Appendix stores ‘beneficial bacteria’ – Duke University study

A Duke University health study deems the appendix worthy, more than a vestigial part after all.  The appendix gives storage to, “Beneficial bacteria living in the gut,” according to Duke Medicine News and Communications.

From the news release:

Drawing upon a series of observations and experiments, Duke University Medical Center investigators postulate that the beneficial bacteria in the appendix that aid digestion can ride out a bout of diarrhea that completely evacuates the intestines and emerge afterward to repopulate the gut. Their theory appears online in the Journal of Theoretical Biology.

“While there is no smoking gun, the abundance of circumstantial evidence makes a strong case for the role of the appendix as a place where the good bacteria can live safe and undisturbed until they are needed,” said William Parker, PhD, assistant professor of experimental surgery, who conducted the analysis in collaboration with R. Randal Bollinger, MD, PhD, Duke professor emeritus in general surgery.

The appendix is a slender two- to four-inch pouch located near the juncture of the large and small intestines. While its exact function in humans has been debated by physicians, it is known that there is immune system tissue in the appendix.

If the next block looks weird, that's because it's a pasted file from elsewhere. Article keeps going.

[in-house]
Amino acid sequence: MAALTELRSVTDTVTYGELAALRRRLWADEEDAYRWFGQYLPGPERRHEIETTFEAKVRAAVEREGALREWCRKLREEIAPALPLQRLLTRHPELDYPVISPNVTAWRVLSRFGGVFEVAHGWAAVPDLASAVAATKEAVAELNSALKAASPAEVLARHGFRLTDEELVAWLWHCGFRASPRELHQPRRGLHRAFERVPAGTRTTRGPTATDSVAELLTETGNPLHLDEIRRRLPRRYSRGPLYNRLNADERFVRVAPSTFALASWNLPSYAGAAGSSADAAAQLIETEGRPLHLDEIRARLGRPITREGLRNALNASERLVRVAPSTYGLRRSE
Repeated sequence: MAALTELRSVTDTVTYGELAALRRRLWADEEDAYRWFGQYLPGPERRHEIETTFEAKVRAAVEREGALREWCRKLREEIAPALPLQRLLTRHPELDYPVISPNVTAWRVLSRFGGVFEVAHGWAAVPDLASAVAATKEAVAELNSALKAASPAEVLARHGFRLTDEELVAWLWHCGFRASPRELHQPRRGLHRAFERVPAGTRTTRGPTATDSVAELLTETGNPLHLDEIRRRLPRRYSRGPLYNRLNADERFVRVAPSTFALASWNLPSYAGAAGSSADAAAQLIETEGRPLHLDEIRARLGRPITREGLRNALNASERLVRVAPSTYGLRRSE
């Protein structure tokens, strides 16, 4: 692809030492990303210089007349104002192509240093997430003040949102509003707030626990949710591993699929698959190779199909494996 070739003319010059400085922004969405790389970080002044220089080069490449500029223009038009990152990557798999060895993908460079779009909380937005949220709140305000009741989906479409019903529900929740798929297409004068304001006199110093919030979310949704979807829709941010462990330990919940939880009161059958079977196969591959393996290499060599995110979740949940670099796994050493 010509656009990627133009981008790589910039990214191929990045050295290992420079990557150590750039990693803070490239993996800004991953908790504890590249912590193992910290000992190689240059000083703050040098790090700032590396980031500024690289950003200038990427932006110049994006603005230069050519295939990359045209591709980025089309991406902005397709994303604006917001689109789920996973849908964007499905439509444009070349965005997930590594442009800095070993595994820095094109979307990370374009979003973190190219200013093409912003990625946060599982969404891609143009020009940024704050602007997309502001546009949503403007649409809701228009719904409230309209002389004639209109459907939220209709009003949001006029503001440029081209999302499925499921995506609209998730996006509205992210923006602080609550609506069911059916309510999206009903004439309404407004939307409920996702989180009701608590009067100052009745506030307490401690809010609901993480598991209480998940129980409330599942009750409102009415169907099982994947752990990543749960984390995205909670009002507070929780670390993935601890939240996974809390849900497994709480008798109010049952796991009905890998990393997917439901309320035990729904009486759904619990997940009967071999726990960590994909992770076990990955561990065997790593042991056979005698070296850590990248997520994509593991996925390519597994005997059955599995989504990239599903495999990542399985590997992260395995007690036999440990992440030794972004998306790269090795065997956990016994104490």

The gut is populated with different microbes that help the digestive system break down the foods we eat. In return, the gut provides nourishment and safety to the bacteria. Parker now believes that the immune system cells found in the appendix are there to protect, rather than harm, the good bacteria.

For the past ten years, Parker has been studying the interplay of these bacteria in the bowels, and in the process has documented the existence in the bowel of what is known as a biofilm. This thin and delicate layer is an amalgamation of microbes, mucous and immune system molecules living together atop of the lining the intestines.

“Our studies have indicated that the immune system protects and nourishes the colonies of microbes living in the biofilm,” Parkers explained. “By protecting these good microbes, the harmful microbes have no place to locate. We have also shown that biofilms are most pronounced in the appendix and their prevalence decreases moving away from it.”

Read the full report, click here.

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